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[95] its wake—come on the southern breeze to men whose cup of ills had already overflowed. There is—must be—some boundary to endurance, on touching which the staunchest heart must sue for truce. Small wonder, then, that some of those who for long years had striven in stranger land for bare idea and abstract principle, should here at last acknowledge weakness, and leave the pilgrimage eye yet all thorns had pierced their way-worn feet. God pity them!

For so it was. Night by night brought darkness, and each recurring morning showed the vacant places of some who dreamed of ruined homes and unprotected dear ones, and waked to yield to an unconquerable yearning to fly to their relief. And thus one enemy, so long repelled with scorn, had gained a foothold in our camp at last.

It has been said that Washington and Lee had kinship of most of the sublimest qualities of manhood, but differed in fortune. I can picture to myself how the former bore himself during the trials of Valley Forge, by recalling the demeanor of Lee during that last terrible winter at Petersburg. Almost without hope; hampered by conditions over which he had no control; over-wrought with duties not attaching to his position; denied by the narrow blindness of the government the only avenue of escape which remained to him; his heart bleeding for the sufferings of his faithful followers, and yearning more in sorrow than anger for those who found not the strength to endure to the end-yet was he patient, always striving, inventing that make—shift, urging this experiment, encouraging the officers, knocking constantly at the door of the government to better the condition of the men, stifling his own forebodings, careless of his own discomforts—the heart, the brain, the eyes of that brave, beset and beleaguered body of starving men.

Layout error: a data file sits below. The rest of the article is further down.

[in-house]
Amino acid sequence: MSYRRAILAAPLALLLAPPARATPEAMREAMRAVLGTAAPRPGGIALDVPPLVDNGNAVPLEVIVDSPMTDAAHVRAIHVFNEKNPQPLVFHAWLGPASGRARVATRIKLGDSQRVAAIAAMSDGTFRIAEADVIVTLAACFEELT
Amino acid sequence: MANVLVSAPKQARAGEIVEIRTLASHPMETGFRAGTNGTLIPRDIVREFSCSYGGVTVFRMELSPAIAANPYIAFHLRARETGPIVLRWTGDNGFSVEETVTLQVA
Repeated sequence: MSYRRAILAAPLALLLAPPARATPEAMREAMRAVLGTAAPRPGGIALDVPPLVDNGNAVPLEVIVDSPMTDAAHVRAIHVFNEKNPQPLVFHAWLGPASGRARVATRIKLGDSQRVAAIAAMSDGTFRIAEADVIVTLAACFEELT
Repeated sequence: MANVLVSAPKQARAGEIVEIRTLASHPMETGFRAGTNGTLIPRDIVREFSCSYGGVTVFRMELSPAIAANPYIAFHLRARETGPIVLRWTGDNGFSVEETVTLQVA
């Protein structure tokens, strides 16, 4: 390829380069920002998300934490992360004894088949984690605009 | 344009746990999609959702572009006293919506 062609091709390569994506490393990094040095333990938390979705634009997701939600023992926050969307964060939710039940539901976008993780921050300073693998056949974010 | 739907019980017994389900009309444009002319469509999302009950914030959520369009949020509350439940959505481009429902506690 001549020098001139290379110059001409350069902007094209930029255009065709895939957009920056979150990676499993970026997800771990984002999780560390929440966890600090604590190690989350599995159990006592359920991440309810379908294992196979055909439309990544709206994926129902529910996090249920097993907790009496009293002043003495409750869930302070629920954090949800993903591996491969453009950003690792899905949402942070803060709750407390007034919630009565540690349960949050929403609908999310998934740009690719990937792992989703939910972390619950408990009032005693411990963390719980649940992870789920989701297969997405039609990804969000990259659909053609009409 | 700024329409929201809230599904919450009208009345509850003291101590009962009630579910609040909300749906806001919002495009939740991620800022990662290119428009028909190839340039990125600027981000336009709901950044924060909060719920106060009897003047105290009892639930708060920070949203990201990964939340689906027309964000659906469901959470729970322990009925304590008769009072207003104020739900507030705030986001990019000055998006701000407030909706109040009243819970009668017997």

He had a burden to bear which his great prototype was never called on to endure. Already he had reported to the War Department that except on certain conditions (which the CommissaryGen-eral had declared to be impossible of fulfilment), he could neither hold his lines nor remove the army in safety from them. There remained for him the most exacting ordeal that can confront the commander of any army—to determine without reference to his feelings where the point of military honor ceases and where the duty to humanity begins—what protraction of a hopeless condition is justifiable. He must fight until the verdict of fate was plainly beyond

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